Five things I learned writing daily Lent devotions

A week before Ash Wednesday (February 14 this year), I cast a line via my weekly email into the congregation announcing that I would be writing daily devotions on Mark’s version of the passion of our Lord during the forty-six days of Lent (I included the Sundays). About twenty replied and received a daily early-morning email devotion. This was a new project for me, and here’s what I learned from the experience. Continue reading


I’m not writing out my sermons.  At least, not lately.  I’ve gotten into “storyboarding,” just like they put together movies or commercials.  I’m not sure where I picked up this idea, but it forced me to be more visual in the way I put together my sermons.  I have to come up with an image or a description for each point rather than just an outline.

This is totally different than how I was taught to put a sermon together.  My sermon preparation professor, Dr. Gerhard Aho at Concordia Theological Seminary in Ft. Wayne, IN, made us thoroughly outline everything.  And that is how I approached every sermon for years, as if he were watching over my shoulder.  It was a good foundation that made me think through my text, points, transitions, and illustrations.

Lately, though, I’ve used a storyboard approach.  I try to put a picture with each part of the sermon that supports that one point I’m trying to get across to people.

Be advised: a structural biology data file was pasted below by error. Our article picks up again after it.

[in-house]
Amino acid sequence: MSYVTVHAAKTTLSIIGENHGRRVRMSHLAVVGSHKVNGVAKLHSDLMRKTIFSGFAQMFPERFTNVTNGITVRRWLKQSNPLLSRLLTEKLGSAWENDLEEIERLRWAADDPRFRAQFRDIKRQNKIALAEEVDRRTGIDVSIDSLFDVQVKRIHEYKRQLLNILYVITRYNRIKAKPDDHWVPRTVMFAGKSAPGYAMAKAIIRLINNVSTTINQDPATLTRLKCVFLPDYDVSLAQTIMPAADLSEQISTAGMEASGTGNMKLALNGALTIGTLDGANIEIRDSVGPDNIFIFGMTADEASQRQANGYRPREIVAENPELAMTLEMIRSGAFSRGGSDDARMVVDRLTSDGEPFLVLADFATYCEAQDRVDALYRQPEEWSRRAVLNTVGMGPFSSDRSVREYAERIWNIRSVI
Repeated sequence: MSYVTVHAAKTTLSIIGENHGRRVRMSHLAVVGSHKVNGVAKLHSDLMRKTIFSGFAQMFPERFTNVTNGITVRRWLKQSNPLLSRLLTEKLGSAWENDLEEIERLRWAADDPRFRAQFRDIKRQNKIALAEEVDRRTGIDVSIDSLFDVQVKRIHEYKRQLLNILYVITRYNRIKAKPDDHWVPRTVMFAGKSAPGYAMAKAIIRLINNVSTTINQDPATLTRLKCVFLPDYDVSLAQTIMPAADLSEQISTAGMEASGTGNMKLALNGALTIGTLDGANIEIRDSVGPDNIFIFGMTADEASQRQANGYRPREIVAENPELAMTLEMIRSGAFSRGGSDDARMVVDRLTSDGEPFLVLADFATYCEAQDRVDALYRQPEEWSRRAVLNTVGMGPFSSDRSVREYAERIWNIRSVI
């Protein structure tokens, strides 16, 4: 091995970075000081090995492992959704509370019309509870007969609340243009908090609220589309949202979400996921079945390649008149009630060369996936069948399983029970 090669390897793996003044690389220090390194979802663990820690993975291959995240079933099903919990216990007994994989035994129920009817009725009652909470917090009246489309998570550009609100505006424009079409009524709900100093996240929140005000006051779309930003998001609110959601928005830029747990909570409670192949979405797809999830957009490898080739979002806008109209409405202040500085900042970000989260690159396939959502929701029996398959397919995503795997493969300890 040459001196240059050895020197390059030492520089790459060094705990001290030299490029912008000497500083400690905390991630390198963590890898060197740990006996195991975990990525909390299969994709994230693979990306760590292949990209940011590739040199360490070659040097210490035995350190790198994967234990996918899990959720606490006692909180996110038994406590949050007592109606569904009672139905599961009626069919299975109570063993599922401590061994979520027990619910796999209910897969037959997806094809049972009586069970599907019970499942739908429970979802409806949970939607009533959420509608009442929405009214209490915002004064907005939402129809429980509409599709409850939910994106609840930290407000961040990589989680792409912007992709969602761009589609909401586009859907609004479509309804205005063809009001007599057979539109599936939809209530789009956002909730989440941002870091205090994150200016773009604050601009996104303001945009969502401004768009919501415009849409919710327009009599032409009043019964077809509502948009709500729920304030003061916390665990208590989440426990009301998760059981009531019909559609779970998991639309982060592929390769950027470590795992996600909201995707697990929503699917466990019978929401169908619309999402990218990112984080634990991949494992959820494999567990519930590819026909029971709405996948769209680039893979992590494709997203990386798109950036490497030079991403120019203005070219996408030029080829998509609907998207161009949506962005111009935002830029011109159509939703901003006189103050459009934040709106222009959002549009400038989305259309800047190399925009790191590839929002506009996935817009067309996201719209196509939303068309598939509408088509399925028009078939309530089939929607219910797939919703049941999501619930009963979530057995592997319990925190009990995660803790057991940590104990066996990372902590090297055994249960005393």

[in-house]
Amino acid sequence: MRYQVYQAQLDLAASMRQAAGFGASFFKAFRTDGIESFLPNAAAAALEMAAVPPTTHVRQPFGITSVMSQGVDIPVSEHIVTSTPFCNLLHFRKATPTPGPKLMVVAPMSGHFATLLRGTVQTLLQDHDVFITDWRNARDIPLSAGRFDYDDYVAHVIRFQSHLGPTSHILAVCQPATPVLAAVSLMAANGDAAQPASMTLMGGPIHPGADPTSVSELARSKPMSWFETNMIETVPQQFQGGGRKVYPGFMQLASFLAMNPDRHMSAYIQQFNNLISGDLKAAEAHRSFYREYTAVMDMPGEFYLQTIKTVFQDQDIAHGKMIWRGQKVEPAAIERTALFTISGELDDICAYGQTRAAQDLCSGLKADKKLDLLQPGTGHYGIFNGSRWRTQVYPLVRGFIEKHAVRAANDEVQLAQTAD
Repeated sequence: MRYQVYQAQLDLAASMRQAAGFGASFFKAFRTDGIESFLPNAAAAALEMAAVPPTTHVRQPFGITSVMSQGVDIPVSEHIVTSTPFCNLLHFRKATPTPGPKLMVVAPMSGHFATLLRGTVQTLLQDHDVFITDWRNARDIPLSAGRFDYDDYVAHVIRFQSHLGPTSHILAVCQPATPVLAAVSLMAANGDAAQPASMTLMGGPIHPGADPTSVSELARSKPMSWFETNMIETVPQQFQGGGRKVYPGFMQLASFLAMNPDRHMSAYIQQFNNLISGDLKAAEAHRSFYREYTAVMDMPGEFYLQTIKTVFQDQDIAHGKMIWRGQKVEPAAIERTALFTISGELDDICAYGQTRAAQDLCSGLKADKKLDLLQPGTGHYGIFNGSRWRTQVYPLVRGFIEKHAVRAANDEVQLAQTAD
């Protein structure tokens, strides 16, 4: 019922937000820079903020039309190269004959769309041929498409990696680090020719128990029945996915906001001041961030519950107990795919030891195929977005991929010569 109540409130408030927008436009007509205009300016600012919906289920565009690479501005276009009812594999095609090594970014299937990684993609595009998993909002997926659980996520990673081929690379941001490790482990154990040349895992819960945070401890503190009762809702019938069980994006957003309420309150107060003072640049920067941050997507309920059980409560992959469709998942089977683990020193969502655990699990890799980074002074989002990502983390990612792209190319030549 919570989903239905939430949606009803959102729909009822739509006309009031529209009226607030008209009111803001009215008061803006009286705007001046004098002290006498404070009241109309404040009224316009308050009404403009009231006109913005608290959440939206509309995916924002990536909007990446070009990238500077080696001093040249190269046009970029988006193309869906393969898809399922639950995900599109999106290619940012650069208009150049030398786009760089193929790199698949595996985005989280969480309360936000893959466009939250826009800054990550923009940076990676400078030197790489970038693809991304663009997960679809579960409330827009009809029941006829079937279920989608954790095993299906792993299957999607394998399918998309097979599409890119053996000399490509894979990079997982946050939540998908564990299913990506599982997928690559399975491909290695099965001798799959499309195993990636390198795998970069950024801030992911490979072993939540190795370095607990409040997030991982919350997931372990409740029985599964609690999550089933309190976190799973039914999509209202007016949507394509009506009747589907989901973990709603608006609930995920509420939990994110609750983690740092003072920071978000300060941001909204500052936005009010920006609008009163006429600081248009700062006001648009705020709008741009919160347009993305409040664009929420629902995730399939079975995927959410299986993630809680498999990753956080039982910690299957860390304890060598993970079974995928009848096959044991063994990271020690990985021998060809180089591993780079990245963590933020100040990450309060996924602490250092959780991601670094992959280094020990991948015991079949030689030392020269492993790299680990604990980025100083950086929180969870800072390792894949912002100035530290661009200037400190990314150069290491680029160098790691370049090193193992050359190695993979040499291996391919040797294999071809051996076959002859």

How’s it going?  Well, my personal reviews are mixed.

It consumes less time than outlining and writing out a whole sermon.  I used to spend hours writing and rewriting.  Then I realized no one was actually reading these sermons so a manuscript wasn’t really important.  I didn’t even read them; I always preach without notes.

It’s easier to memorize.  Rather than trying to remember all the paragraphs I’ve written, I’ve got 8 to 12 images to recall, which bring to mind that part of the sermon.

But it’s a little nerve wracking, knowing that everytime I preach, I am composing as I go.  Kind of like jazz improvisation.  I’ve worked hard to learn the chords, and then work from there.

No one knows I’ve changed my approach except me.  Until  now.  Now all of you do.